Here, if you are interested in learning more about them. http://www.investopedia.com/terms/g/glide-path.asp

Look at the 2015 Target Date Fund. https://personal.vanguard.com/us/funds/snapshot?FundId=0303&FundIntExt=INT

Is that or is it not essentially 50/50?

This is why I said if you plan on setting your target date for when you are actually 70-75 it's probably not a bad idea, but if you set it for when you actually retire as an early retiree (which is what most people on here are shooting for) it will likely be too conservative.
« Last Edit: June 01, 2015, 08:57:26 PM by mizzourah2006 »

skyrefuge

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Re: Target date Funds?
« Reply #7 on: June 01, 2015, 09:40:07 PM »
Look at the 2015 Target Date Fund. https://personal.vanguard.com/us/funds/snapshot?FundId=0303&FundIntExt=INT

Is that or is it not essentially 50/50?

Yeah. And here's a page that actually shows the glide path (it's strange that Vanguard doesn't show it on the main fund pages).

https://investor.vanguard.com/mutual-funds/target-retirement/#/mini/overview/0305

It actually gets up to 70% bonds about 8 years after the retirement date.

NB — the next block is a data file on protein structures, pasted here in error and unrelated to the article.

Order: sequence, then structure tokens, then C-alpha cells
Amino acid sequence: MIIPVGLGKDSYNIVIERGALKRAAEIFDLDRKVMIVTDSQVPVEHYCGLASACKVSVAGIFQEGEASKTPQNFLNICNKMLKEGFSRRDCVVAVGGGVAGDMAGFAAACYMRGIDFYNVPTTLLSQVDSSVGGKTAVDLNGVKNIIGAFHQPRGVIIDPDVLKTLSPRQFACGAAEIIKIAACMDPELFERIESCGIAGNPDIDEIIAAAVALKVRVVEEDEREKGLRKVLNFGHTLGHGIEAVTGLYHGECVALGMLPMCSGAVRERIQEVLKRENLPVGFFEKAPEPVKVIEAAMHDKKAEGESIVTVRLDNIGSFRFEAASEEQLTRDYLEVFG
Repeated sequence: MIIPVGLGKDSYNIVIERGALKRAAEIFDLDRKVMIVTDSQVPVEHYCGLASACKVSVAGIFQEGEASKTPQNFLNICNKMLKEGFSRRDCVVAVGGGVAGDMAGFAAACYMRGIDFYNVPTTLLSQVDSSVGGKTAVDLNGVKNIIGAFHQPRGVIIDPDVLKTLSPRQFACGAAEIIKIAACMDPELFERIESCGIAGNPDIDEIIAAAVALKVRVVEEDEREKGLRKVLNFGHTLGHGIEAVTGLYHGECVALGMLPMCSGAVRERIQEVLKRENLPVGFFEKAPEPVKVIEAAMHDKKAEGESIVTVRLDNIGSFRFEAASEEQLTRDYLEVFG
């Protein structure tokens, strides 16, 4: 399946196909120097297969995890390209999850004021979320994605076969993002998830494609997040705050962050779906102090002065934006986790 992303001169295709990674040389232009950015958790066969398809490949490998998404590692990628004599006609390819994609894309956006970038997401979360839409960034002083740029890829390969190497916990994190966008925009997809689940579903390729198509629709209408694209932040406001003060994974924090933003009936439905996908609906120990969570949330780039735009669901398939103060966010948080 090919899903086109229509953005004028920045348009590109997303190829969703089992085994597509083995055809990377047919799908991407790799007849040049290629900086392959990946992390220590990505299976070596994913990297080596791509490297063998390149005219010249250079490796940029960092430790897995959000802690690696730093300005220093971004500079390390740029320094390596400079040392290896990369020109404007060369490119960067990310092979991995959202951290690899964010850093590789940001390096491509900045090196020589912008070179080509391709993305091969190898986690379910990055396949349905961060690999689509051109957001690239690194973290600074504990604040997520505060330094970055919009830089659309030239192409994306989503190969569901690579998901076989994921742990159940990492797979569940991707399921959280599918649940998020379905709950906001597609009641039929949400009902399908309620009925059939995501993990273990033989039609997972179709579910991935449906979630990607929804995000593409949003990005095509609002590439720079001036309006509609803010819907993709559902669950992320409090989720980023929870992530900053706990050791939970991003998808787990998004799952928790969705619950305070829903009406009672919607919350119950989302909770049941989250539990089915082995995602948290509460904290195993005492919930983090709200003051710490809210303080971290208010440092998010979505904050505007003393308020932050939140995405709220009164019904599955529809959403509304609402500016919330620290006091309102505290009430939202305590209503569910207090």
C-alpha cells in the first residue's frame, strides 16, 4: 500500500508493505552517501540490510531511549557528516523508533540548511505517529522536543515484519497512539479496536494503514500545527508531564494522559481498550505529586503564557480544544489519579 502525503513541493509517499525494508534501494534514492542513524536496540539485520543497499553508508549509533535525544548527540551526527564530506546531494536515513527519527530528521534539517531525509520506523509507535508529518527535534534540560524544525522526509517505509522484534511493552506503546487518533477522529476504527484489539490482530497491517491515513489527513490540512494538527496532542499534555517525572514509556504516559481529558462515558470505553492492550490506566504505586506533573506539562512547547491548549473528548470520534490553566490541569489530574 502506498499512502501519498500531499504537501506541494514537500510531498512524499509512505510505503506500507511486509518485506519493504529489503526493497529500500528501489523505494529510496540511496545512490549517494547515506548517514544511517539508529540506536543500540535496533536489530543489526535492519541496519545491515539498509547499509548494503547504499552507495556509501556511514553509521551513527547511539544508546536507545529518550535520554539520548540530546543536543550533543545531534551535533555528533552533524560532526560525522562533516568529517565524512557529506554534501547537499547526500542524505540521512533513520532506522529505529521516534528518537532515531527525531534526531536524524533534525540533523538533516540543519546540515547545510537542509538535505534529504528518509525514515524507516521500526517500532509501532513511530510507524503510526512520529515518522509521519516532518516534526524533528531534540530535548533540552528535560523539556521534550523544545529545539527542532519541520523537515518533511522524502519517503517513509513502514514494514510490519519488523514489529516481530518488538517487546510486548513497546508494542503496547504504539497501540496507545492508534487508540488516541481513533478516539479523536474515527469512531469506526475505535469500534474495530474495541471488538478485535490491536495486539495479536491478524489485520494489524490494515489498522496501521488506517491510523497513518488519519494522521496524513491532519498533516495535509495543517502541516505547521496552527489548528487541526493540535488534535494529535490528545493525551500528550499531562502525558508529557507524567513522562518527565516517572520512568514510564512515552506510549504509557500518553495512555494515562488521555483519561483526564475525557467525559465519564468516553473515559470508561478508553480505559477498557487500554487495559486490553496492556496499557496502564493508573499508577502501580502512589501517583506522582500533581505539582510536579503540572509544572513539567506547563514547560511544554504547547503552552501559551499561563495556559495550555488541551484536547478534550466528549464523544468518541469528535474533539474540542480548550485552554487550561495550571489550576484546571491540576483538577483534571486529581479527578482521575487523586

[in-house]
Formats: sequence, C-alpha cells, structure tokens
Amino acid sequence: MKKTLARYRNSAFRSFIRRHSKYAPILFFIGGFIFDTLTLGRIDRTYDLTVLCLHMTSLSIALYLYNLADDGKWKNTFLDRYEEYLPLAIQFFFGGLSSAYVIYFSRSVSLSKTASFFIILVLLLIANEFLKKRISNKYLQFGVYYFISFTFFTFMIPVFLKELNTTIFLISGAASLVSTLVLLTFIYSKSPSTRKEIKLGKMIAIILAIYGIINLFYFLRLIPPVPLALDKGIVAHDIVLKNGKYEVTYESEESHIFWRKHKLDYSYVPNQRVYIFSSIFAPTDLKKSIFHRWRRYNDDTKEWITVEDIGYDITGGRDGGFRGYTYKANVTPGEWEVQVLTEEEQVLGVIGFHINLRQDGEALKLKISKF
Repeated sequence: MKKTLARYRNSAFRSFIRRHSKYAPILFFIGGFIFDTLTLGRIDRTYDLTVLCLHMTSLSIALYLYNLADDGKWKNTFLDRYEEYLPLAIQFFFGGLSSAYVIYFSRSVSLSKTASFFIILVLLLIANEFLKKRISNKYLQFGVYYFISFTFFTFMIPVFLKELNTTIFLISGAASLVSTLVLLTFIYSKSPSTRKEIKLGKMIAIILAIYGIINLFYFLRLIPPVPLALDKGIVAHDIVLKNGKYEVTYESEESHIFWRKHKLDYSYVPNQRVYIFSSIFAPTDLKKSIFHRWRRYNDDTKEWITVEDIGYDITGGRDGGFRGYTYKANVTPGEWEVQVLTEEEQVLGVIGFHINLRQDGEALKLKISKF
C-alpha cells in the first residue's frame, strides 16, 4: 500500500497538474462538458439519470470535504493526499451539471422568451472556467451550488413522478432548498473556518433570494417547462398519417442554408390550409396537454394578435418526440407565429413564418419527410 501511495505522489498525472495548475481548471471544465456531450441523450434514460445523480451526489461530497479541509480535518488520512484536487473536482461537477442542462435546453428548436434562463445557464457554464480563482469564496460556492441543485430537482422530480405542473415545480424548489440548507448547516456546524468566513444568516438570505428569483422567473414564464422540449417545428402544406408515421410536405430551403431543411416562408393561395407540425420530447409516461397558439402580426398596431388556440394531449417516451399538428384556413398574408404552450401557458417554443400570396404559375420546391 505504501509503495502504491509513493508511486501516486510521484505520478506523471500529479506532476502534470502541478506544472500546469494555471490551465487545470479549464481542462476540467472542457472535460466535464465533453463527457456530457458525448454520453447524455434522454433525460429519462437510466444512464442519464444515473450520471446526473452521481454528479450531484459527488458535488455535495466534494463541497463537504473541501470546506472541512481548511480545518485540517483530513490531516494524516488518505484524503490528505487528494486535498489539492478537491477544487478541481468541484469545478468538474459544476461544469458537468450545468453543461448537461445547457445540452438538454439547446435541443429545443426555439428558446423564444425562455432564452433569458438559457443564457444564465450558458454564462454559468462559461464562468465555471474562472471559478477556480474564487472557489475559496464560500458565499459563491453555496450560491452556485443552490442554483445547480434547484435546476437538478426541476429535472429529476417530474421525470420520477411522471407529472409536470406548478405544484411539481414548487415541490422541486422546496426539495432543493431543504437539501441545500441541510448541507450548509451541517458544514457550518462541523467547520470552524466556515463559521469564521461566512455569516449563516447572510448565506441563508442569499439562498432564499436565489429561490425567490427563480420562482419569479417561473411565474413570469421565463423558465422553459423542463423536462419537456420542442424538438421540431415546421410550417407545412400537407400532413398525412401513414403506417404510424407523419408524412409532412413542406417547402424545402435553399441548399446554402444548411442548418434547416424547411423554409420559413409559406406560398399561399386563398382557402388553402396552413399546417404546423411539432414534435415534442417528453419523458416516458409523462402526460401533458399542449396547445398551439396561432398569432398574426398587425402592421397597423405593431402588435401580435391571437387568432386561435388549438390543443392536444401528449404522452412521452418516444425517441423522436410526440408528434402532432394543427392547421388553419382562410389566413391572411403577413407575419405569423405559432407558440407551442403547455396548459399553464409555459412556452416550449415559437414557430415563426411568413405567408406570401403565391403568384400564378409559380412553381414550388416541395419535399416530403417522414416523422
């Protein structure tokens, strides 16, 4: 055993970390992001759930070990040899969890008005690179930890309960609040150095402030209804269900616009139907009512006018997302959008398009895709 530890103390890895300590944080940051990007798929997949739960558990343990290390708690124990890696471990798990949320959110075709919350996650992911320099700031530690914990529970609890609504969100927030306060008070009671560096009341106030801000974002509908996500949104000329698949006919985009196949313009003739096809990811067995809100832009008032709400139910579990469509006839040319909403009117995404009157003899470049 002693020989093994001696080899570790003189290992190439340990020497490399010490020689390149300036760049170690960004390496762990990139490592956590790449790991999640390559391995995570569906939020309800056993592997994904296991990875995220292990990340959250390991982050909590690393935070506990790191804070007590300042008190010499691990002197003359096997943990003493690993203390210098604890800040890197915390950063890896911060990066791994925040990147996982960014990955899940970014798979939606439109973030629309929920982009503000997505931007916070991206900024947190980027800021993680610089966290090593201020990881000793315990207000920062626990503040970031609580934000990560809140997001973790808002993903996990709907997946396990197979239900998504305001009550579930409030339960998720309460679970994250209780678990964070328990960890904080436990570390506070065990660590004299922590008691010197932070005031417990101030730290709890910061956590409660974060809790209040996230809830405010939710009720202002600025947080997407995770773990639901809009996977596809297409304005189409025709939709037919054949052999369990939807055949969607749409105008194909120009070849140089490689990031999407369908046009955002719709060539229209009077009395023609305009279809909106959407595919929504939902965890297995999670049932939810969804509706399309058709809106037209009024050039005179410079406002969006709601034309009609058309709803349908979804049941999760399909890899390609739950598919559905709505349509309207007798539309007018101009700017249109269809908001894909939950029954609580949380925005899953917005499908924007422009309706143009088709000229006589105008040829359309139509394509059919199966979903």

It's Vanguard's LifeStrategy funds that have the diversification and automatic rebalancing of the Target Retirement funds, but without the glide path; they maintain a constant allocation.

https://investor.vanguard.com/mutual-funds/lifestrategy/#/

Either type is a plenty-good choice for most investors, even Mustachians (especially since you can always move to a different TR fund if/when you realize the allocation is getting more conservative than you'd like).

KC1983

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Re: Target date Funds?
« Reply #8 on: June 01, 2015, 09:53:42 PM »
Sorry, Mizz, I misread what you wrote. I'm well aware of the glide path, that's why I suggested changing funds every 5 years to maintain the AA one prefers. Of cousre the LifeStrategy funds mentioned by skyrefuge are good set-and-forget options, too, though they aren't as fine grained as the Target Retirement funds (e.g., you want something besides 80/20 or 60/40).

mizzourah2006

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Re: Target date Funds?
« Reply #9 on: June 01, 2015, 10:07:21 PM »